Mindset + Skillset + Toolkit = Success
This is a short book written by John C. Maxwell . The book is about helping others. The best part of this book is that it is short, clear and to the point. You can read it in around two hours.
The author tries to make the point that training can help people and individuals. I think this part of the book from page 100 gives an example of that:
The author also goes into developing the right mindset to help others learn. From page 76:
It's a short book and was pretty cheap. The format and size of the book makes it feel like a Little Golden Book for adults.
Radical Candor: Be a Kick-Ass Boss Without Losing Your Humanity|
A friend recommended I should read this. This was a slow read, there was a lot of information to absorb.
The main message of this book is that clear and candid communication allows for better resolutions!
Overall it was really good. It comes with two awesome tools the Get Stuff Done Wheel and the Radical Candor matrix.
Outstanding!: 47 Ways to Make Your Organization Exceptional
This book was written by John G. Miller who is the author of QBQ - The Question Behind the Question.
This book is composed of forty seven short chapters that vary in length between 3 to 10 pages about how to make your organization exceptional. It is a quick read.
HOW NOT TO READ THIS BOOK:
Read it from front to back, then put it down.
HOW TO READ THIS BOOK:
Read it from front to back, then put it somewhere and flip thru it sometimes. If there was a business improvement coffee table book this would be it. Each chapter is small and can be read in about 10 minutes. If you ever get bored instead of picking up the coffee table book of "Point Reyes Pictures" or "Steam Trains" pick this up and flip thru it and start reading.
This is a pretty good book. Even if you don't read it all, read parts of it. Maybe even read random parts of it. The chapters are pretty self standing and don't reference each other.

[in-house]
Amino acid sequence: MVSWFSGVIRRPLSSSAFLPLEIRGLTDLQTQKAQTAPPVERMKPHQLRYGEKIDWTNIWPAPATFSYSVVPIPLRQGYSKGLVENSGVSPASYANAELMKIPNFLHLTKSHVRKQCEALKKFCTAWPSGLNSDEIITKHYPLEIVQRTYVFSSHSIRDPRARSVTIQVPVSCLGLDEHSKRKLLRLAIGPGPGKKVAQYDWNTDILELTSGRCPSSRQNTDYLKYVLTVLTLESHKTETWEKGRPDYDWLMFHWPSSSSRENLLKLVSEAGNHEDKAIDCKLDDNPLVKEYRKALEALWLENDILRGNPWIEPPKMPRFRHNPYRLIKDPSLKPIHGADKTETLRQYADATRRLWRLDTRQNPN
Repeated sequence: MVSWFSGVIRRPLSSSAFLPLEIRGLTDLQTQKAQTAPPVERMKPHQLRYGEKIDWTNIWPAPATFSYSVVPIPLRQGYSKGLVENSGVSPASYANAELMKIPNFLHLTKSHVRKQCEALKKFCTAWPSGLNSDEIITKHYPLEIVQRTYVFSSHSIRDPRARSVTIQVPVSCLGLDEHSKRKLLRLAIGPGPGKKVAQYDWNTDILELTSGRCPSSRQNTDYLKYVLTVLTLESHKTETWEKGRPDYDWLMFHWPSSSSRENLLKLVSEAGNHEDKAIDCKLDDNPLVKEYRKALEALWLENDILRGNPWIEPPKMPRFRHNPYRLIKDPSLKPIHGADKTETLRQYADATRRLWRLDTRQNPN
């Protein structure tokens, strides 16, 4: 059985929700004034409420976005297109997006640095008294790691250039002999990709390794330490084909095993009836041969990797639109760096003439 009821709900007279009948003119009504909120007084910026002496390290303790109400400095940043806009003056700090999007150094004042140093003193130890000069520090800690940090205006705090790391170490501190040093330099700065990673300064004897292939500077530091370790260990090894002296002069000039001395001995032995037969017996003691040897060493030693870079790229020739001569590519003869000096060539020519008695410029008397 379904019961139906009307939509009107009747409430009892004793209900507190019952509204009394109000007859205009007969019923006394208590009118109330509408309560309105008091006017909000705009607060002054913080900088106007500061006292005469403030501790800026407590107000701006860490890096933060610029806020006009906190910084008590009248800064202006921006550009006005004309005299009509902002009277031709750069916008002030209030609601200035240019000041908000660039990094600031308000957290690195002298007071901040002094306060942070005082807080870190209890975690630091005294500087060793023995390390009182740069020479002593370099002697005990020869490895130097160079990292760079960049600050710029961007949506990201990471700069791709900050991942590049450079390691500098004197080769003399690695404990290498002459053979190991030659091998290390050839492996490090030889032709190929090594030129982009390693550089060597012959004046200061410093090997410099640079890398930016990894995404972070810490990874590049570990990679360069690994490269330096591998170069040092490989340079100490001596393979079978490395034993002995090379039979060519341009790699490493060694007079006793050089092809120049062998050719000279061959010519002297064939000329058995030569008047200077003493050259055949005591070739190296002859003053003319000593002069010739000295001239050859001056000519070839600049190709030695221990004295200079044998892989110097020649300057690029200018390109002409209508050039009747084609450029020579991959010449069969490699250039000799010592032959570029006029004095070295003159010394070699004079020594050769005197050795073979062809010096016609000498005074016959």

Pomodoro Technique Illustrated: The Easy Way to Do More in Less Time (Pragmatic Life)
Everything that is in the book can be googled. Google "Pomodoro Technique". Pomodoro means tomato in Italian. The author (originator of the idea) found that breaking work up into predefined time periods and having a timer (a kitchen timer shaped like a tomato) and taking regular breaks increased their productivity.
Does the technique work? YES. I use 20 minute timers for most tasks. I get interrupted alot by phone calls, emails and instant messages. By setting a timer to focus on things that need to be done I can push those emails and calls back by twenty minutes and deal with them afterwards. (Does an email need to responded to right away or can it wait twenty minutes? It can wait.)
Should you buy this book? The whole idea is setting a goal you can complete in a short time frame (20 minutes) doing it (have a timer that goes off and stop working), then taking a five minute break. If you aren't done start another timer and continue.
That is it. I believe you can learn more by googling "Pomodoro Technique" than reading this book. The book does have an interesting section about how our brains work, but in the context of the title it feels like filler.
This is the timer I use. The timer comes in handy for limiting times on calls. I am bad about going over on call times. And TIME KILLS CALLS. Having a timer helps a lot. It is easy to lose track of time and having a simple timer seriously helps me focus on what I am trying to do and execute my tasks in a timely fashion.
|How to Lead When You're Not in Charge: Leveraging Influence When You Lack Authority|
The Art of Unit Testing: with examples in C
This is not a bad book. If you knew nothing about writing automated tests, this book would OPEN your eyes. You will learn about fakes and mocks. It doesn't go into the Moq framework very much. :(
That said this book has problems.
The Greatest Salesman in the World
This is an old book, but an EXCELLENT book. It was first published in 1968, and written by O.G. Mandino.
The first half of the book is a parable about a manager working for his boss. His boss decides to retire and passes on his knowledge to his younger manager. This knowledge is contained in the form of ancient scrolls in a chest.
The second half contains the content of the ancient scrolls.
The entire books is very Assassin's Creed like. Instead of a secret clan of Assassins there is a secret group of expert sales people.
This book is a quick read at around 100 pages, the reading flows and is entertaining.
The real content starts around the scrolls. The first scroll explains how to read the later scrolls.
I try hard to stay positive and persist at things. When I find myself in trouble or being super negative I read these scrolls and it helps a lot.
|Clean Architecture: A Craftsman's Guide to Software Structure and Design (Robert C. Martin Series)|
|The Clean Coder: A Code of Conduct for Professional Programmers|
|Spy Secrets That Can Save Your Life: A Former CIA Officer Reveals Safety and Survival Techniques to Keep You and Your Family Protected|
|The Five Dysfunctions of a Team: A Leadership Fable|
|People Buy You: The Real Secret to what Matters Most in Business|
|QBQ! The Question Behind the Question: Practicing Personal Accountability at Work and in Life|